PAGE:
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Texas Tech Eye Test | Red Raiders of the Lost Ark

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NCAA Basketball: Baylor at Texas Christian Chris Jones-USA TODAY Sports

Note: This game was originally on ESPN2, was then moved to ESPN3 as stated in a brief tirade below. But ESPN has woken up and this game is back on ESPN2.

What’s the wordie birdie – the Bears are still a wagon! “Wait, what sport?” you ask. Great question, we will be talking about your buzzsaw of a men’s basketball program yet again. But before we jump in let’s air out the laundry. I am expecting that we are all on the same page here, so let me level set on where my soul is right now. I am still buzzing from our Baylor Football team having its best season ever, and a ton of dudes saying, “thank you sir may I have another” and committing to run it back in 2022. Like you, I have been consuming as much Baylor Football content as humanly possible.

All that to say, it is time to turn the page. I am now fully focused on our aforementioned buzzsaw men’s basketball team, and you should be too. You know the game two truths and a lie? Allow me to play the game five truths and no lies about your Baylor Men’s Basketball team: undefeated, unanimous #1 team, talented as all get out, gelling, and just flat out exciting to watch. All these are reasons to be gassed up about this matchup with Texas Tech – and if possible, get off work early and fill the Ferrell Tuesday at 6PM CT. Sorry to one of my best friends who is also leading my project at work, but as they said in the ‘90s, “I’m outtie 5000,” and going to the game.

I am happily back in the US of A and can’t wait to eat my own words on James Akinjo, pen my overreactions to watching the Red Raiders play, and of course provide a 100% accurate prediction. Let’s ride.

Setting the Scene

The Who: #19 Texas Tech MBB x #1 Baylor MBB

The What: First Ranked Home Big 12 Game

The Where: God’s Country (Waco, Texas)

The When: Tuesday 1/11 6:00 PM CT on ESPN3 (how in the world has the #1 team in the country been on ESPN+ and ESPN3 in back to back matchups?? i’m pissed y’all)

The Why: Baylor looks to continue their dominant start to the season, and Texas Tech out to prove their win over Kansas wasn’t a fluke. This is appointment TV my g’s.

NCAA Basketball: Baylor at Texas Tech
Flagler guards Shannon in last seasons matchup
Michael C. Johnson-USA TODAY Sports

How We Got Here

Baylor is coming off some closer wins than we would’ve liked or anticipated. The Iowa State win on the road was impressive, but Baylor let Iowa State hang around when the boys probably could’ve buried the Cyclones. The Oklahoma win at home was low key silly. Oklahoma was blazing hot from the field to open the game, but Baylor weathered the storm. In the second half Baylor’s sloppy play allowed the Sooners to play us tight. Pretty wild stuff that a 10-point victory never felt comfortable.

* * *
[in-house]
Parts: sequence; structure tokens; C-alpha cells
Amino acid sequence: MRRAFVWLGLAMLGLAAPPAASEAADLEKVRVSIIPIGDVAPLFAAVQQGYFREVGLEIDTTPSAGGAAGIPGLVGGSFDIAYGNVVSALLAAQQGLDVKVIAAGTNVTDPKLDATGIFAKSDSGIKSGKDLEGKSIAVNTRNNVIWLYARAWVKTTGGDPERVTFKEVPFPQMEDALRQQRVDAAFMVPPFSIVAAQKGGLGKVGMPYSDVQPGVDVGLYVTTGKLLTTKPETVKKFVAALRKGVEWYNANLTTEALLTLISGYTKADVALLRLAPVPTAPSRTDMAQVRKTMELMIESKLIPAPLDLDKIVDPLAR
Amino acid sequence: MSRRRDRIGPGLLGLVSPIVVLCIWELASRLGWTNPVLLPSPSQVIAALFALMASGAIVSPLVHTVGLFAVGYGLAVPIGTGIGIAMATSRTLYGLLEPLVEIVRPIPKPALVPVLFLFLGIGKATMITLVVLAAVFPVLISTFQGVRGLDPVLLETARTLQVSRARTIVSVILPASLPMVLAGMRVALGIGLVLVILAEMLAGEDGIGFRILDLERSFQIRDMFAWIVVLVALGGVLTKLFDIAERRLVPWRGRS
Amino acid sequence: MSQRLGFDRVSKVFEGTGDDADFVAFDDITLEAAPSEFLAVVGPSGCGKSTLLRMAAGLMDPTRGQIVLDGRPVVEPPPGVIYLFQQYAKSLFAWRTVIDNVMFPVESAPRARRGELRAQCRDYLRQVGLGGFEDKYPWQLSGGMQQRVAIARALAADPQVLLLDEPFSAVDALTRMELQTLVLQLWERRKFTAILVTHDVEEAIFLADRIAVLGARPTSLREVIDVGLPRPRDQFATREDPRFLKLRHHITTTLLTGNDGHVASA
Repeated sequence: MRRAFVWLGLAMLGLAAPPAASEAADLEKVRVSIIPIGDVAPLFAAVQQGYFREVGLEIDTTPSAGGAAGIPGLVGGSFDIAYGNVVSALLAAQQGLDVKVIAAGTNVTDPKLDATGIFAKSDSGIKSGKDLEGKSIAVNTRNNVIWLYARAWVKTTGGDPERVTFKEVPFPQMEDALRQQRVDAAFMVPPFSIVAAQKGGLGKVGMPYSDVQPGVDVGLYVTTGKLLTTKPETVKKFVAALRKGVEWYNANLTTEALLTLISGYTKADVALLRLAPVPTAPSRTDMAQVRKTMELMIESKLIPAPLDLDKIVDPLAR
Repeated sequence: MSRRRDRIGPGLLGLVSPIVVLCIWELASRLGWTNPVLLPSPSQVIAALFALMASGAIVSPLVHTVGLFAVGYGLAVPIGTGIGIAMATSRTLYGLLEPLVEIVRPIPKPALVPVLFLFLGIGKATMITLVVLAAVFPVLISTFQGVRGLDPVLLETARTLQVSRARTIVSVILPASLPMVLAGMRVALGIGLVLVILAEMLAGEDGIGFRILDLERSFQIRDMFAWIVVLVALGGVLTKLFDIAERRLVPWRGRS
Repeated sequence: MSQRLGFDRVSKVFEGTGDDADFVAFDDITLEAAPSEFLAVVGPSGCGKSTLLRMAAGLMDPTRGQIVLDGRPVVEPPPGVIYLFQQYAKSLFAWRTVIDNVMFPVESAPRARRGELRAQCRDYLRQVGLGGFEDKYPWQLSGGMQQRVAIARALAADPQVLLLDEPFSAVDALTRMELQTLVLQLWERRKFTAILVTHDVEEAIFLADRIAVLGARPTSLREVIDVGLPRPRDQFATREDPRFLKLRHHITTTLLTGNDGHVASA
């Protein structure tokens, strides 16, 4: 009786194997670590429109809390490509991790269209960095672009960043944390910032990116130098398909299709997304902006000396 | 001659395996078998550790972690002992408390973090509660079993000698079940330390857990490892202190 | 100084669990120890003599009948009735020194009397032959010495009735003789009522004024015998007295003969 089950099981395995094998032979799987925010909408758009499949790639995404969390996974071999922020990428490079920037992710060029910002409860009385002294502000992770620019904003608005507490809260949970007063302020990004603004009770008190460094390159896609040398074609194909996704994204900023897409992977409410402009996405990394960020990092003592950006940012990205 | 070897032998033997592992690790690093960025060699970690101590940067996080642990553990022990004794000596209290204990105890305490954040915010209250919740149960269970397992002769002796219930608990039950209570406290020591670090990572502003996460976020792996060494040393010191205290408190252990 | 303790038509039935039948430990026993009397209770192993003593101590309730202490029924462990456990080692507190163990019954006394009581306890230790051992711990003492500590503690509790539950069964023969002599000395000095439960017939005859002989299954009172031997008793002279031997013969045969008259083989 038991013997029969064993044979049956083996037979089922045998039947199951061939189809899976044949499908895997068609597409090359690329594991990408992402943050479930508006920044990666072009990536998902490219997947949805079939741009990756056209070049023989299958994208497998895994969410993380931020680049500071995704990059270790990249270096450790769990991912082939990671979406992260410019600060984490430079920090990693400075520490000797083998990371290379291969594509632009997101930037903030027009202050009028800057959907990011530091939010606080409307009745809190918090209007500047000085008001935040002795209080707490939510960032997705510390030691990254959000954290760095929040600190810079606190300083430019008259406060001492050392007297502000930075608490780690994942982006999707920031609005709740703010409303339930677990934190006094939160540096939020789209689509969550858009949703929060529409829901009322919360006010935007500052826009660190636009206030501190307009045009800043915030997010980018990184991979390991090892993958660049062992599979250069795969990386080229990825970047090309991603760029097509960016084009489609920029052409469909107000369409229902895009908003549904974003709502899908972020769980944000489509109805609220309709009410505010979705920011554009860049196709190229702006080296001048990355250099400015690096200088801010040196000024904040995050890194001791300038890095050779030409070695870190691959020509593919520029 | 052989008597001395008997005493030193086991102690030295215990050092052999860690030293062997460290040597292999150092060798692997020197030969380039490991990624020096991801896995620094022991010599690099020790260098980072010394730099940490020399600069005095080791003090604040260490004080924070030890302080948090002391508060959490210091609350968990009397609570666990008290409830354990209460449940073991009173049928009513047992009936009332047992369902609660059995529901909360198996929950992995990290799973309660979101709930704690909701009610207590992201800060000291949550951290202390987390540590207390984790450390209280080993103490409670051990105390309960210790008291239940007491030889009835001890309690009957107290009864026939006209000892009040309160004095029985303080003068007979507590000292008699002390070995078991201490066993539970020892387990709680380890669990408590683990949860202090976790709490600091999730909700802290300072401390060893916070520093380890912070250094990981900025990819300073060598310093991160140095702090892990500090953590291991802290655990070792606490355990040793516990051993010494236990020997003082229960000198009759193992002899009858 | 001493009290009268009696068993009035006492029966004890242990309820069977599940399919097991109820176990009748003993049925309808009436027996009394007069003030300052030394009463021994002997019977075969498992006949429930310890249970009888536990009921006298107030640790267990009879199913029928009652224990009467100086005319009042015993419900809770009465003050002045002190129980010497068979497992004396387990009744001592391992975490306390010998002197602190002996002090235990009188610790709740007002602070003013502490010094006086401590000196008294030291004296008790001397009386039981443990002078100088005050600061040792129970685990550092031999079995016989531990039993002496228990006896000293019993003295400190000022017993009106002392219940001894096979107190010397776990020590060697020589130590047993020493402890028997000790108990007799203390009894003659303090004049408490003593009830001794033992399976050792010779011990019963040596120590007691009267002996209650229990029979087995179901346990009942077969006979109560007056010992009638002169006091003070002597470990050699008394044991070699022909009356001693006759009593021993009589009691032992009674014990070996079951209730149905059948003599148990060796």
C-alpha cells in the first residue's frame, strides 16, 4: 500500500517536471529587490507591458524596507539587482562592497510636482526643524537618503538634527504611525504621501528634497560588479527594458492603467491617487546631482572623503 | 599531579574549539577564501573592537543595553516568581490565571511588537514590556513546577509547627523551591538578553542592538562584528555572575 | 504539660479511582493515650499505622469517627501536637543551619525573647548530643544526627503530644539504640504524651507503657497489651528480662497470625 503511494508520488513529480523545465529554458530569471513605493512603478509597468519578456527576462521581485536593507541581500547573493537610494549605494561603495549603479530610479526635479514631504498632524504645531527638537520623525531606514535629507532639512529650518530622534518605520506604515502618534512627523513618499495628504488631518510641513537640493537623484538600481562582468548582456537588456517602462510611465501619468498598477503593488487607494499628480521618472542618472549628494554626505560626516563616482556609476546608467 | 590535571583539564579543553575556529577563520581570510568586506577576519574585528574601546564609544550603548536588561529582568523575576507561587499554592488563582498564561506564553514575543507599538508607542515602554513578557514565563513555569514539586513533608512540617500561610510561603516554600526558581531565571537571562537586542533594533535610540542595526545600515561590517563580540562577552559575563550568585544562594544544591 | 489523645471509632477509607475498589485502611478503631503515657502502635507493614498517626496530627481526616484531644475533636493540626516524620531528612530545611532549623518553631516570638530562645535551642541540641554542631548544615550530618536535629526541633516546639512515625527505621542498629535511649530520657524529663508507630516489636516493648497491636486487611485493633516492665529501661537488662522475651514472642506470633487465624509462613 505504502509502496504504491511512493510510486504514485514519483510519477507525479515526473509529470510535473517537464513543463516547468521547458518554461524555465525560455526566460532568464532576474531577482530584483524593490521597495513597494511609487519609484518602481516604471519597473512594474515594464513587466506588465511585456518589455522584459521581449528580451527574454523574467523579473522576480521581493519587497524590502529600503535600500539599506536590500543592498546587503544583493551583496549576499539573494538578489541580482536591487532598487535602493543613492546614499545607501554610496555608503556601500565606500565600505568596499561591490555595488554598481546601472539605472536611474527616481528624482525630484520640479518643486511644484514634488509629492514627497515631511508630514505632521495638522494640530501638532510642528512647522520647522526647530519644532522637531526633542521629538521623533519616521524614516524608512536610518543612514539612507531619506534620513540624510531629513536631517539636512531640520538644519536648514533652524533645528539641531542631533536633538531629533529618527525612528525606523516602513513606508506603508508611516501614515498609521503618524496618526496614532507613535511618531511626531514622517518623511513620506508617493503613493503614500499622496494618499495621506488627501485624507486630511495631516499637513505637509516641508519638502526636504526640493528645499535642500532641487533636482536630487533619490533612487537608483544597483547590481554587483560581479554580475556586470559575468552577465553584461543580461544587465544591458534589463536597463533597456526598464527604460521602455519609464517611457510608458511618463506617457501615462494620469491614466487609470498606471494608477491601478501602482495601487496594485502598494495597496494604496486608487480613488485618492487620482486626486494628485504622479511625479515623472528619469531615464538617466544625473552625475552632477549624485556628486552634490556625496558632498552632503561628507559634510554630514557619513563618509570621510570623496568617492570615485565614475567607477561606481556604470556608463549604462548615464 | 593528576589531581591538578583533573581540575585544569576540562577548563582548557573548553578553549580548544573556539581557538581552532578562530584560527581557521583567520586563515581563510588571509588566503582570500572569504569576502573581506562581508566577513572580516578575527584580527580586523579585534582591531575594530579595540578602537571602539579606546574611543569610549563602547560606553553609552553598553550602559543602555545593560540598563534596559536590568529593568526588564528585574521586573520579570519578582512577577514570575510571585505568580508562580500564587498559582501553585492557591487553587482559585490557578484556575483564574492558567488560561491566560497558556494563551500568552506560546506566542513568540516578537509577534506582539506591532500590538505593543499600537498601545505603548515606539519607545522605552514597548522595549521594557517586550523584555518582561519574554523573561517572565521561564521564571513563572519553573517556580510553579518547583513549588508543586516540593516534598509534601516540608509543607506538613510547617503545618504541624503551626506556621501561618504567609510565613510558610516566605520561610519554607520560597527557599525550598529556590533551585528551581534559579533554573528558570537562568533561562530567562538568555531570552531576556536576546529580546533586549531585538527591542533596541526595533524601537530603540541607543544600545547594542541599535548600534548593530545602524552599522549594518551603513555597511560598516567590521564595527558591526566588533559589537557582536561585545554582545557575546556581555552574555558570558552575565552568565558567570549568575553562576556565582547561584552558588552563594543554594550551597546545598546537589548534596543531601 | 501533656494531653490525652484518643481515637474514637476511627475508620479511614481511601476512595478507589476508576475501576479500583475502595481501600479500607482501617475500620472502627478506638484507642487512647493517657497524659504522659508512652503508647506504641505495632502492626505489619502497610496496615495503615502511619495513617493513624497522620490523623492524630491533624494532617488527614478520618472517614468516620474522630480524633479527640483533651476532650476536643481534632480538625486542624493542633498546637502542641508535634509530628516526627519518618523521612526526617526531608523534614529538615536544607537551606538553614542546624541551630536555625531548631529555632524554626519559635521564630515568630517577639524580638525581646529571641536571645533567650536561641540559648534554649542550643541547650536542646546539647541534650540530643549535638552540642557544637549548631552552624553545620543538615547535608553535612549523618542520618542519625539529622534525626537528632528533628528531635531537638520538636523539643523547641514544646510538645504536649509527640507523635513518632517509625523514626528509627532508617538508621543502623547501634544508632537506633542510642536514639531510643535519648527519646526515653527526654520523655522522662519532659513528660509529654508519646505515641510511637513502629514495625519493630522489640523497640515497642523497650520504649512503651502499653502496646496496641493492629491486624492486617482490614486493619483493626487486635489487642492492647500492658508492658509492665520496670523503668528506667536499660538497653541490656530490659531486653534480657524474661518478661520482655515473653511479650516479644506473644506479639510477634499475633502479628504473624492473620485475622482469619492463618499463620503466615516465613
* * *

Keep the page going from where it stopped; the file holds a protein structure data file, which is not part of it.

Against TCU, the Bears looked borderline bad in the first half, and if not for a rally fueled by the infernos of Flagler and Akinjo we may be having a different conversation. But, the Bears got it done on the road and still haven’t played a complete game. This sounds ridiculous because Baylor is the #1 team in the country.

Texas Tech has had a perplexing start to the year. In games against lesser competition the Red Raiders are waxing teams, but then in games against tougher teams (Top 50 KenPom), Texas Tech looks like a disjointed ball club. The exception is the recent clash with Kansas, but we will get there. Tech has a lot of talent on their roster, and in the Big 12 anyone can beat anyone, as we’ve seen this past weekend. Pretty much every game from here on out Baylor will be playing teams that will make the tourney.

This is what makes this matchup so intriguing. Texas Tech has a high ceiling, they were ranked 4th in the Big 12 Preseason Poll, behind Kansas, Texas, and Baylor. I fully expect the Red Raiders to come out hungry and for this to be a dog fight.

Here’s what I see from this Texas Tech team.

NCAA Basketball: Kansas at Texas Tech Michael C. Johnson-USA TODAY Sports

Texas Tech Eye Test

The key departure this offseason for Texas Tech was Chris Beard. Beard showed he is sort of a sneak trick and took a job at Texas where he has vastly underperformed; we will pick apart the Longhorns in a later article. Tech hired from within, appointing longtime assistant coach Mark Adams to take over for Beard. This is Adams’ first real NCAAM DI head coaching gig, and he has done a good job so far.

Some notable speed bumps in the Tech program this year have revolved around their best player Terrence Shannon Jr. He goes by TJ Shannon, so that’s what we will stick with. Shannon was a great player for Tech last season and declared for the NBA Draft. After withdrawing his name from the NBA Draft there was a NCAA review to see if Shannon would be eligible to play for the Red Raiders early in the season. He was deemed eligible and came back efficiently leading Tech in scoring. However, since mid-December Shannon Jr. has been dealing with a nagging back injury. TBD if he is available against Baylor.